It's all the more disappointing because the first three-quarters of Buddy Thomas' script are so well-written. Even within small pieces of scenes, there are numerous subtle shifts of the tone between the characters. And the entire show is saturated with pop-culture references that never seem to descend into clichés.
The story takes place in an apartment on Staten Island. Early in the first act, we discover that Alex (Shon M. Stacy), an unlikely shopping mall Santa Claus, is cheating on Matt (Chris McKinney). As Alex's illicit new lover, S. Wayne Melnick plays Buck with just enough creepiness to highlight one of the play's major themes: the irrationality of love.
Terry (Steve Moore), their ugly duckling friend, attempts to divert the impending disaster by nudging Buck aside (and into his own bed if possible). Quite predictably, he fails, and the story quickly spins out of control.
In other words, we're dealing with a stock romantic plot. But unlike a Doris Day movie, the language here is coarse, and all of the characters are gay men. But the playwright wisely isn't reaching for social commentary. He's simply telling a story about people who happen to be gay.
Moore carries the show with his manic delivery and comic-sad persona. He even begins the second act with a hilarious lip-sync/dance rendition of "Nevertheless (I'm In Love With You)." His capacity for physical humor becomes even more apparent when he pulls some garland from the Christmas tree and includes it in the dance.
After this high point, the script quickly loses momentum. Though there are enough remaining gags to keep the show afloat for a time, it finally gives out with a weak narrative about the nature of relationships. And though their affair triggered the story in the first place, Alex and Buck inexplicably disappear from the stage entirely.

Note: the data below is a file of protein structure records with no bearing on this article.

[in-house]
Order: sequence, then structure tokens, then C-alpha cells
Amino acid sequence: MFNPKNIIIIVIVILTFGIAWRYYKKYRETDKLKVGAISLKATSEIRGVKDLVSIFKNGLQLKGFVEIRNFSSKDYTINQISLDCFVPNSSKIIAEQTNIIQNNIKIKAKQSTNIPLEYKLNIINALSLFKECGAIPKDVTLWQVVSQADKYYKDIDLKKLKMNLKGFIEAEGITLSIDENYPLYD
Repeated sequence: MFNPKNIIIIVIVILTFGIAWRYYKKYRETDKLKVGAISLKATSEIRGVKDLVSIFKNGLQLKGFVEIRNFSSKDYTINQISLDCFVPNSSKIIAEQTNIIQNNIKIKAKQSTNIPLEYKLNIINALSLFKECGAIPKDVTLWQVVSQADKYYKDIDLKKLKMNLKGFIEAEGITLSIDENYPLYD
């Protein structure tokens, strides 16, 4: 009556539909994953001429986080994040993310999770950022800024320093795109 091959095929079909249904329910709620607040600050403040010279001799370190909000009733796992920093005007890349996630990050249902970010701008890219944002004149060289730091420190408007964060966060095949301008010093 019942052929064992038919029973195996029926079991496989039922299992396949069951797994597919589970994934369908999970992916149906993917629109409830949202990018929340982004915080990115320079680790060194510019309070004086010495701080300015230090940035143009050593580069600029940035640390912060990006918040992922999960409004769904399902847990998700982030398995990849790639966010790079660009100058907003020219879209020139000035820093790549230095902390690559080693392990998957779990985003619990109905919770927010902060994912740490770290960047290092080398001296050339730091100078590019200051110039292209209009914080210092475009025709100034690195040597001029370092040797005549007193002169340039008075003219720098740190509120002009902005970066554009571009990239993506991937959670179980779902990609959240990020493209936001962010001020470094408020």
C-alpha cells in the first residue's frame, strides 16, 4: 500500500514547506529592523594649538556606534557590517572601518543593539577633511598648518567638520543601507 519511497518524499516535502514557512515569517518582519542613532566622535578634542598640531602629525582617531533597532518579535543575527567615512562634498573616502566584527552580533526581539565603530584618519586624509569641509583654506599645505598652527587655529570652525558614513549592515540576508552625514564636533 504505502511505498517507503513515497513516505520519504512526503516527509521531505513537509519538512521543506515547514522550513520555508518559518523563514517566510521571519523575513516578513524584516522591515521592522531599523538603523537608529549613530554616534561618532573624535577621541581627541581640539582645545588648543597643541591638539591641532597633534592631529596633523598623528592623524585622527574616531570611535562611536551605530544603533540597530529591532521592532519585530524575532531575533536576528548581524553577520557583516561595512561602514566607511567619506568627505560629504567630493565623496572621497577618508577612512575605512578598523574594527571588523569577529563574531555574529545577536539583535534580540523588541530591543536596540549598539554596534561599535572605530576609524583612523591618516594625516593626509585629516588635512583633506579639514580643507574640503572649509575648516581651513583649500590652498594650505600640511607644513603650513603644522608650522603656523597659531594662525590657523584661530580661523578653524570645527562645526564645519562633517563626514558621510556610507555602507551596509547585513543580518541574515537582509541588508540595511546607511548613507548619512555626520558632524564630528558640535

The script asks too much of any actor playing Matt. Though he is the victim in this love triangle, it's inherently difficult to sympathize for a character who doesn't appear in the first half of the play. An older and more experienced actor might have drawn the audience to him without a lot of setup. But Chris McKinney doesn't yet have the stage presence to pull off such a difficult trick.
The most compelling emotional content is Terry's struggle with his own unhappiness. Early in the play, he speaks of being "a supporting character in my own life." And though Moore wrings every possible drop out of it, the potency of his melancholy is not fully exploited, because the end of the play leaves him in nearly the same state he started.
There is considerable craftsmanship in the production itself. The set is constructed in a warm brick color that is especially cozy in the space at Fielden's. And the production staff has opened more of the ceiling to create more technical opportunities for themselves. The lights, sound and general feeling of the space are all noticeably more theatrical than previous productions.
Though the show squanders much of its energy, the unrelenting humor of the first act (and Steve Moore's garland dance) are worth the price of admission. But given the polish in almost every other aspect of this production, it's unfortunate that the playwright couldn't have finished what he started. S
Richmond Triangle Players' production of "The Crumple Zone" is playing at Fielden's Cabaret Theatre, 2033 W. Broad St., through Dec. 7. Tickets cost $12-$14. Call 346-8113.